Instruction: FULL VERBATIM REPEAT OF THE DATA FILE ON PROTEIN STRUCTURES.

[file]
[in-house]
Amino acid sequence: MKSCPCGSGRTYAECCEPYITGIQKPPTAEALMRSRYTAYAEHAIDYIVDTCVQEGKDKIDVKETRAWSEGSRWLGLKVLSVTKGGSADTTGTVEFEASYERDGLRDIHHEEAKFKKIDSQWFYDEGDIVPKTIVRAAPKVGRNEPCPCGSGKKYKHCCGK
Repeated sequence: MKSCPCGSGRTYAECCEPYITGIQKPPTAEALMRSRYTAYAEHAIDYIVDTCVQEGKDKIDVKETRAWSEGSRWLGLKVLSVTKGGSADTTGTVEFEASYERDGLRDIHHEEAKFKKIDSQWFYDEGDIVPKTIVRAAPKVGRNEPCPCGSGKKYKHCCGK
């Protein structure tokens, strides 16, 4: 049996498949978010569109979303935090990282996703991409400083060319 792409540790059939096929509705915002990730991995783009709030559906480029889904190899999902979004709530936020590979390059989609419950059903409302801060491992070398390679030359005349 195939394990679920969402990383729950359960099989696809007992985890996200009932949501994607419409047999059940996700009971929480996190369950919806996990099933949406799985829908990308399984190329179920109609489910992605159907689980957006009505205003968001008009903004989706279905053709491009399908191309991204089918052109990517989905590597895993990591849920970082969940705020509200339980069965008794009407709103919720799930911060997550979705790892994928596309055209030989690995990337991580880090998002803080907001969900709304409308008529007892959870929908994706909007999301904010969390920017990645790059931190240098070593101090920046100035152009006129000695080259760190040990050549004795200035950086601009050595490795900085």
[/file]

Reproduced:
[in-house]
Amino acid sequence: MKSCPCGSGRTYAECCEPYITGIQKPPTAEALMRSRYTAYAEHAIDYIVDTCVQEGKDKIDVKETRAWSEGSRWLGLKVLSVTKGGSADTTGTVEFEASYERDGLRDIHHEEAKFKKIDSQWFYDEGDIVPKTIVRAAPKVGRNEPCPCGSGKKYKHCCGK
Repeated sequence: MKSCPCGSGRTYAECCEPYITGIQKPPTAEALMRSRYTAYAEHAIDYIVDTCVQEGKDKIDVKETRAWSEGSRWLGLKVLSVTKGGSADTTGTVEFEASYERDGLRDIHHEEAKFKKIDSQWFYDEGDIVPKTIVRAAPKVGRNEPCPCGSGKKYKHCCGK
């Protein structure tokens, strides 16, 4: 049996498949978010569109979303935090990282996703991409400083060319 792409540790059939096929509705915002990730991995783009709030559906480029889904190899999902979004709530936020590979390059989609419950059903409302801060491992070398390679030359005349 195939394990679920969402990383729950359960099989696809007992985890996200009932949501994607419409047999059940996700009971929480996190369950919806996990099933949406799985829908990308399984190329179920109609489910992605159907689980957006009505205003968001008009903004989706279905053709491009399908191309991204089918052109990517989905590597895993990591849920970082969940705020509200339980069965008794009407709103919720799930911060997550979705790892994928596309055209030989690995990337991580880090998002803080907001969900709304409308008529007892959870929908994706909007999301904010969390920017990645790059931190240098070593101090920046100035152009006129000695080259760190040990050549004795200035950086601009050595490795900085």